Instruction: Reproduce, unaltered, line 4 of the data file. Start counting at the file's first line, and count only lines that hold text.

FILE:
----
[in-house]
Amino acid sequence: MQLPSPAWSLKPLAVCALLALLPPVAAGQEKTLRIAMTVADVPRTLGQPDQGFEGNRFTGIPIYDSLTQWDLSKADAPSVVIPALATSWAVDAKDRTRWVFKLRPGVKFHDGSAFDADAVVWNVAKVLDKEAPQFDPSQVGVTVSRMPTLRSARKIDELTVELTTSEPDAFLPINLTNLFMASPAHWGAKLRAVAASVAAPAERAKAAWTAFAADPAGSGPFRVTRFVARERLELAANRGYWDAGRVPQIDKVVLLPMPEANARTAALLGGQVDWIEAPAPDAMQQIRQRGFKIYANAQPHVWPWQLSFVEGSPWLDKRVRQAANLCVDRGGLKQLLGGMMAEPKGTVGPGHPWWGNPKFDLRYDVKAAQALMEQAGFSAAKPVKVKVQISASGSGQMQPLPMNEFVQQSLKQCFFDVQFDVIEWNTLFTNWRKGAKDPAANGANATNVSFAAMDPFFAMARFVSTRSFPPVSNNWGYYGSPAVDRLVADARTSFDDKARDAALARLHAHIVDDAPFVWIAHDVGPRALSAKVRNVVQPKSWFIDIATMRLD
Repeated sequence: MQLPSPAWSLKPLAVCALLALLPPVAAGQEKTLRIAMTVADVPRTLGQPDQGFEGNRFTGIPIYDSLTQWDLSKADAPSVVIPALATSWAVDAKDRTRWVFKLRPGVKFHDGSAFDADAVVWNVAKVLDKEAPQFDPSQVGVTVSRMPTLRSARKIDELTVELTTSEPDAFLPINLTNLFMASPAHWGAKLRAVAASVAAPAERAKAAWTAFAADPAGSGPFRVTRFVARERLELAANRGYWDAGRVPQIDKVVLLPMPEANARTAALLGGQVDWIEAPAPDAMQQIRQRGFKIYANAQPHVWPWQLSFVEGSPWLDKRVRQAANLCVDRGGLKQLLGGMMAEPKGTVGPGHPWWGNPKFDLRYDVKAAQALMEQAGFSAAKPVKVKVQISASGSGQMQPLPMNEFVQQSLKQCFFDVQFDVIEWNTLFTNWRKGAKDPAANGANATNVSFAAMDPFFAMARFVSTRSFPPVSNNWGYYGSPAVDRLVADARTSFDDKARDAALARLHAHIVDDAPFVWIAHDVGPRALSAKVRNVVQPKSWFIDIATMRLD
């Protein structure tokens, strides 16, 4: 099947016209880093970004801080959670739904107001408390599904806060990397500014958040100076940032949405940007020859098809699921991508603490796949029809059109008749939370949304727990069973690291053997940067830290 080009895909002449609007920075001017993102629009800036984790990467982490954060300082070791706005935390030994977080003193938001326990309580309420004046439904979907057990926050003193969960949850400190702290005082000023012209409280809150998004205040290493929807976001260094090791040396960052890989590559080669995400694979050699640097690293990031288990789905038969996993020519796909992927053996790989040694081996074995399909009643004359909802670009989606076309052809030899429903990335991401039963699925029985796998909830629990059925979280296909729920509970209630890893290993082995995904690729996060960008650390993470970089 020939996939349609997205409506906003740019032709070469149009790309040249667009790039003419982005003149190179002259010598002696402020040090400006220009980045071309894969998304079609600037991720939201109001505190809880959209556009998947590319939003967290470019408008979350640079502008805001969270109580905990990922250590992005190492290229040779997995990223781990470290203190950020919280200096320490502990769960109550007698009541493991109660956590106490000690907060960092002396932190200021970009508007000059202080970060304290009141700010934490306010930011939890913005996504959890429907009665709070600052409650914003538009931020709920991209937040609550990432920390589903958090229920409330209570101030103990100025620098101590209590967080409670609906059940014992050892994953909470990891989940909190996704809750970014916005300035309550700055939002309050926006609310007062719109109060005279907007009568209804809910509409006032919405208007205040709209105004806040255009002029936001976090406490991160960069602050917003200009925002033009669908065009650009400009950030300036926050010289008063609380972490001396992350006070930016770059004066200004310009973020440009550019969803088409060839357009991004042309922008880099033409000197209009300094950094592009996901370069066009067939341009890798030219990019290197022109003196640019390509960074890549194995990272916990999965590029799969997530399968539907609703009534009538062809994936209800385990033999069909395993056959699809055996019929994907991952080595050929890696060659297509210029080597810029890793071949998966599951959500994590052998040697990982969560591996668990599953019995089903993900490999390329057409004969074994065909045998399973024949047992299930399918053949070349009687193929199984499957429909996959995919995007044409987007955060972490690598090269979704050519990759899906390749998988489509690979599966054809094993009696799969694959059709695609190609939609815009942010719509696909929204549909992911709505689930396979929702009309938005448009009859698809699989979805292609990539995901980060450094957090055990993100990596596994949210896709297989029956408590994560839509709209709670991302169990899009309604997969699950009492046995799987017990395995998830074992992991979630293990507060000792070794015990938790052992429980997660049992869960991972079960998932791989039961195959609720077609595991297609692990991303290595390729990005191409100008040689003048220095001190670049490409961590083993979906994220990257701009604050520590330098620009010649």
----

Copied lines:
């Protein structure tokens, strides 16, 4: 099947016209880093970004801080959670739904107001408390599904806060990397500014958040100076940032949405940007020859098809699921991508603490796949029809059109008749939370949304727990069973690291053997940067830290 080009895909002449609007920075001017993102629009800036984790990467982490954060300082070791706005935390030994977080003193938001326990309580309420004046439904979907057990926050003193969960949850400190702290005082000023012209409280809150998004205040290493929807976001260094090791040396960052890989590559080669995400694979050699640097690293990031288990789905038969996993020519796909992927053996790989040694081996074995399909009643004359909802670009989606076309052809030899429903990335991401039963699925029985796998909830629990059925979280296909729920509970209630890893290993082995995904690729996060960008650390993470970089 020939996939349609997205409506906003740019032709070469149009790309040249667009790039003419982005003149190179002259010598002696402020040090400006220009980045071309894969998304079609600037991720939201109001505190809880959209556009998947590319939003967290470019408008979350640079502008805001969270109580905990990922250590992005190492290229040779997995990223781990470290203190950020919280200096320490502990769960109550007698009541493991109660956590106490000690907060960092002396932190200021970009508007000059202080970060304290009141700010934490306010930011939890913005996504959890429907009665709070600052409650914003538009931020709920991209937040609550990432920390589903958090229920409330209570101030103990100025620098101590209590967080409670609906059940014992050892994953909470990891989940909190996704809750970014916005300035309550700055939002309050926006609310007062719109109060005279907007009568209804809910509409006032919405208007205040709209105004806040255009002029936001976090406490991160960069602050917003200009925002033009669908065009650009400009950030300036926050010289008063609380972490001396992350006070930016770059004066200004310009973020440009550019969803088409060839357009991004042309922008880099033409000197209009300094950094592009996901370069066009067939341009890798030219990019290197022109003196640019390509960074890549194995990272916990999965590029799969997530399968539907609703009534009538062809994936209800385990033999069909395993056959699809055996019929994907991952080595050929890696060659297509210029080597810029890793071949998966599951959500994590052998040697990982969560591996668990599953019995089903993900490999390329057409004969074994065909045998399973024949047992299930399918053949070349009687193929199984499957429909996959995919995007044409987007955060972490690598090269979704050519990759899906390749998988489509690979599966054809094993009696799969694959059709695609190609939609815009942010719509696909929204549909992911709505689930396979929702009309938005448009009859698809699989979805292609990539995901980060450094957090055990993100990596596994949210896709297989029956408590994560839509709209709670991302169990899009309604997969699950009492046995799987017990395995998830074992992991979630293990507060000792070794015990938790052992429980997660049992869960991972079960998932791989039961195959609720077609595991297609692990991303290595390729990005191409100008040689003048220095001190670049490409961590083993979906994220990257701009604050520590330098620009010649």